Oil futures fall: good news for drivers

Oil futures drop below $98 a barrel. Gasoline futures decline even more. Oil futures now down 15 percent this month.

Amy Sancetta/AP
In this May 5, 2011 photo, the price for one gallon of unleaded regular gasoline is seen on the sign outside a BP gas station in Beachwood, Ohio. Americans are switching to more fuel efficient cars and driving fewer miles, which is beginning to be felt in the gasoline and oil markets. On May 16, 2011, oil futures fell below $98 a barrel.

Oil prices dropped Monday, a good sign for drivers who are finally seeing a little relief at the gas pump.

The average price for a gallon of regular fell 3 cents over the week to $3.955 nationally. That's still nearly 14 cents more than it was a month ago, according to AAA, Wright Express and the Oil Price Information Service.

Oil futures settled down 2.3 percent and gasoline futures dropped 4.7 percent Monday as investors returned their attention to weakening demand for gasoline in the U.S. Both contracts had gained slightly last week amid concerns that Mississippi River flooding could disrupt refineries and supplies in the Gulf region.

Oil is now down about 15 percent in May, while gasoline futures are about 14 percent lower. Those declines haven't yet reached the nation's gas stations, though Analysts say prices could fall as much as a quarter or more by Memorial Day.

That will help drivers as summer driving season nears, although they'll still pay more for gas than a year ago. For now, motorists in about two dozen states are paying above the national average. In 13 states the pump price tops $4 a gallon.

Oil prices soared about 35 percent from mid-February through the end of April on fears that supplies could be disrupted by uprisings in the Middle East and North Africa. Those fears have begun to abate as supplies continue to flow from the oil-rich region.

Traders also are more optimistic that any disruption at Gulf Coast refineries from flooding will be minimal. The Army Corps of Engineers opened two gates at the Morganza spillway to divert water away from Baton Rouge, La., and New Orleans — and from refineries along the Mississippi's lower reaches.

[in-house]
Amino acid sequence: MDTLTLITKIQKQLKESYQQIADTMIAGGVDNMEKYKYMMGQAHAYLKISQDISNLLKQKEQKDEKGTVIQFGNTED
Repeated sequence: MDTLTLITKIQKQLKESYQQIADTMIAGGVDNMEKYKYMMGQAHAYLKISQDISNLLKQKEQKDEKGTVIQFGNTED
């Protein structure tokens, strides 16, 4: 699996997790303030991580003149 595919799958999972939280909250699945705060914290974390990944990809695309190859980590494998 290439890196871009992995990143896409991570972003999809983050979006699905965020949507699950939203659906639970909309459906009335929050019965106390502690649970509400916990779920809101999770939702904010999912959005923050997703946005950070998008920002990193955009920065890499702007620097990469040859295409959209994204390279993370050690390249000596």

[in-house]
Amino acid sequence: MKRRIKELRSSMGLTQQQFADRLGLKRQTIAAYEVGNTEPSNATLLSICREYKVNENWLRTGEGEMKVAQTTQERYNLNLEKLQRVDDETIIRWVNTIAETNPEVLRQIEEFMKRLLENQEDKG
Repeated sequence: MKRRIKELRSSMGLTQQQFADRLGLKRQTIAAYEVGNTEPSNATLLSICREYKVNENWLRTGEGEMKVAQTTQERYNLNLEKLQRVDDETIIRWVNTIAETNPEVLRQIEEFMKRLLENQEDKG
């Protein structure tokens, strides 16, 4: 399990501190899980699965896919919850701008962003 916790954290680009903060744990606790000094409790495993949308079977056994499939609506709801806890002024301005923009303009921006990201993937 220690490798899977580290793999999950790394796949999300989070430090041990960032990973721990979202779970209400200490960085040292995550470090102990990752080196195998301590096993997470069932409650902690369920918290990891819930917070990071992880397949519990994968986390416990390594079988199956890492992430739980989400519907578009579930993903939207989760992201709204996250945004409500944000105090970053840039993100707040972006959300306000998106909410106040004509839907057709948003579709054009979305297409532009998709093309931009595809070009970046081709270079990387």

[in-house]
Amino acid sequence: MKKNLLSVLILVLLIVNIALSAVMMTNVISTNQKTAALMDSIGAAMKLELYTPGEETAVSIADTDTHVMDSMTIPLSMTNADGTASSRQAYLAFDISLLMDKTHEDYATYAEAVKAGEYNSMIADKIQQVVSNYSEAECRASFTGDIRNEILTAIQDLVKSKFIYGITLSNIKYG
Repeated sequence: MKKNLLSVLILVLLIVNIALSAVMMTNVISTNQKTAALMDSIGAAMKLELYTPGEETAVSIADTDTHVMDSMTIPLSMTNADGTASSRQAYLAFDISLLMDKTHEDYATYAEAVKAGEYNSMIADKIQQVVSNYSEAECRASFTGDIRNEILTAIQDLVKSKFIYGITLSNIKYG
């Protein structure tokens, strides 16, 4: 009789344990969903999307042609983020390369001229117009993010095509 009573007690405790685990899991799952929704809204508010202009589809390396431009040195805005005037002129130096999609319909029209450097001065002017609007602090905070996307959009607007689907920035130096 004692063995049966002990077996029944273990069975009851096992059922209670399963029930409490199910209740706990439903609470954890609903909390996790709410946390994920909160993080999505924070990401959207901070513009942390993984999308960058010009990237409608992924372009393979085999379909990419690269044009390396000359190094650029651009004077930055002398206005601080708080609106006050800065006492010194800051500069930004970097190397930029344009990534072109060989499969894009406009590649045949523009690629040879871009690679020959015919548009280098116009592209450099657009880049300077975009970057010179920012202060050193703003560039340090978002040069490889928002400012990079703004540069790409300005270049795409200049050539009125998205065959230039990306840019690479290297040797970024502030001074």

The more prominent concern for the market is flagging demand for gasoline. Jim Ritterbusch, president of energy consultancy Ritterbusch and Associates, noted that consumer demand has fallen because of high pump prices.

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Tom Kloza, publisher and chief oil analyst at OPIS, predicted pump prices will range between $3.25 a gallon and $3.75 a gallon by mid-June. The biggest declines will be in regions that don't rely on supplies from Gulf Coast refineries, such as the Midwest and the Rocky Mountains.

Kloza said prices may have peaked this year — at around $3.98 per gallon — assuming no big hurricanes hit refining centers, and no further disruptions to Middle East oil supplies.

Michael Lynch, president of Strategic Energy & Economic Research, estimated gas prices will fall to about $3.50 a gallon by summer.

Benchmark oil for June delivery fell $2.28 to settle at $97.37 a barrel on the New York Stock Exchange. In London, Brent crude for June delivery lost $2.44 to settle at $110.84 on the ICE Futures exchange.

In other Nymex trading in June contracts, heating oil fell 6.78 cents to settle at $2.8744 per gallon, gasolinefutures dropped 14.33 cents to $2.9311 a gallon and natural gas rose 6.8 cents to settle at $4.379 per 1,000 cubic feet.

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